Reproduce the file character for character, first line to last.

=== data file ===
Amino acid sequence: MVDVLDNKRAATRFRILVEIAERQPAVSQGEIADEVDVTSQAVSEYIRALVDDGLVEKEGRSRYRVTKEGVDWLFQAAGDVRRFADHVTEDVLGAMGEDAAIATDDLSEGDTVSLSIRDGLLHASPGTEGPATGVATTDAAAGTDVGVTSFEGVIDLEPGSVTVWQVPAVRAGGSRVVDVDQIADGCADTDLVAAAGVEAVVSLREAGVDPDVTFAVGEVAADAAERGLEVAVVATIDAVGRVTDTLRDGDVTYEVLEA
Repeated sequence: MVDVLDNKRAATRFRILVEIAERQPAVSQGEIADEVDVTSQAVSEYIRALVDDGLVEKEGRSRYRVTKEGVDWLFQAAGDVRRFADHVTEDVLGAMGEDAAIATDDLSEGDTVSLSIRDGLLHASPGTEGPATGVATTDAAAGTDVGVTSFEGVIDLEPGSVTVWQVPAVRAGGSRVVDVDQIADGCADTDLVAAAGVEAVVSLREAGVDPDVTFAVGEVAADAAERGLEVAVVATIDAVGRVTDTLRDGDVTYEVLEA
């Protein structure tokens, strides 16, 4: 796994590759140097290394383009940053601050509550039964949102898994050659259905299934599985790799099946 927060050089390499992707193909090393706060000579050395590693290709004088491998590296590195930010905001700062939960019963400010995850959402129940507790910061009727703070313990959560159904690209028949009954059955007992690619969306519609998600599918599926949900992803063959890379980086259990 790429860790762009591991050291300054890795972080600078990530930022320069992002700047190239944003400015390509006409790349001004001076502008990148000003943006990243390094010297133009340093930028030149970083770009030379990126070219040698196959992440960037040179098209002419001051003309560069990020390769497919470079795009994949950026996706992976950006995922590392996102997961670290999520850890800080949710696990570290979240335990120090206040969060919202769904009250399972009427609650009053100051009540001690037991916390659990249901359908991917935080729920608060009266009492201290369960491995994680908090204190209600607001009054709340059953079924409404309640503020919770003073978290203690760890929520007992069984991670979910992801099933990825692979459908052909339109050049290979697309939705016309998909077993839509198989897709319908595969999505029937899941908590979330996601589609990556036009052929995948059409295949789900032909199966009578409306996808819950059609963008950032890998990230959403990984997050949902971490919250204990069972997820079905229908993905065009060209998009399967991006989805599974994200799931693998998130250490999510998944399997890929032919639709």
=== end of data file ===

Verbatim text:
Amino acid sequence: MVDVLDNKRAATRFRILVEIAERQPAVSQGEIADEVDVTSQAVSEYIRALVDDGLVEKEGRSRYRVTKEGVDWLFQAAGDVRRFADHVTEDVLGAMGEDAAIATDDLSEGDTVSLSIRDGLLHASPGTEGPATGVATTDAAAGTDVGVTSFEGVIDLEPGSVTVWQVPAVRAGGSRVVDVDQIADGCADTDLVAAAGVEAVVSLREAGVDPDVTFAVGEVAADAAERGLEVAVVATIDAVGRVTDTLRDGDVTYEVLEA
Repeated sequence: MVDVLDNKRAATRFRILVEIAERQPAVSQGEIADEVDVTSQAVSEYIRALVDDGLVEKEGRSRYRVTKEGVDWLFQAAGDVRRFADHVTEDVLGAMGEDAAIATDDLSEGDTVSLSIRDGLLHASPGTEGPATGVATTDAAAGTDVGVTSFEGVIDLEPGSVTVWQVPAVRAGGSRVVDVDQIADGCADTDLVAAAGVEAVVSLREAGVDPDVTFAVGEVAADAAERGLEVAVVATIDAVGRVTDTLRDGDVTYEVLEA
């Protein structure tokens, strides 16, 4: 796994590759140097290394383009940053601050509550039964949102898994050659259905299934599985790799099946 927060050089390499992707193909090393706060000579050395590693290709004088491998590296590195930010905001700062939960019963400010995850959402129940507790910061009727703070313990959560159904690209028949009954059955007992690619969306519609998600599918599926949900992803063959890379980086259990 790429860790762009591991050291300054890795972080600078990530930022320069992002700047190239944003400015390509006409790349001004001076502008990148000003943006990243390094010297133009340093930028030149970083770009030379990126070219040698196959992440960037040179098209002419001051003309560069990020390769497919470079795009994949950026996706992976950006995922590392996102997961670290999520850890800080949710696990570290979240335990120090206040969060919202769904009250399972009427609650009053100051009540001690037991916390659990249901359908991917935080729920608060009266009492201290369960491995994680908090204190209600607001009054709340059953079924409404309640503020919770003073978290203690760890929520007992069984991670979910992801099933990825692979459908052909339109050049290979697309939705016309998909077993839509198989897709319908595969999505029937899941908590979330996601589609990556036009052929995948059409295949789900032909199966009578409306996808819950059609963008950032890998990230959403990984997050949902971490919250204990069972997820079905229908993905065009060209998009399967991006989805599974994200799931693998998130250490999510998944399997890929032919639709």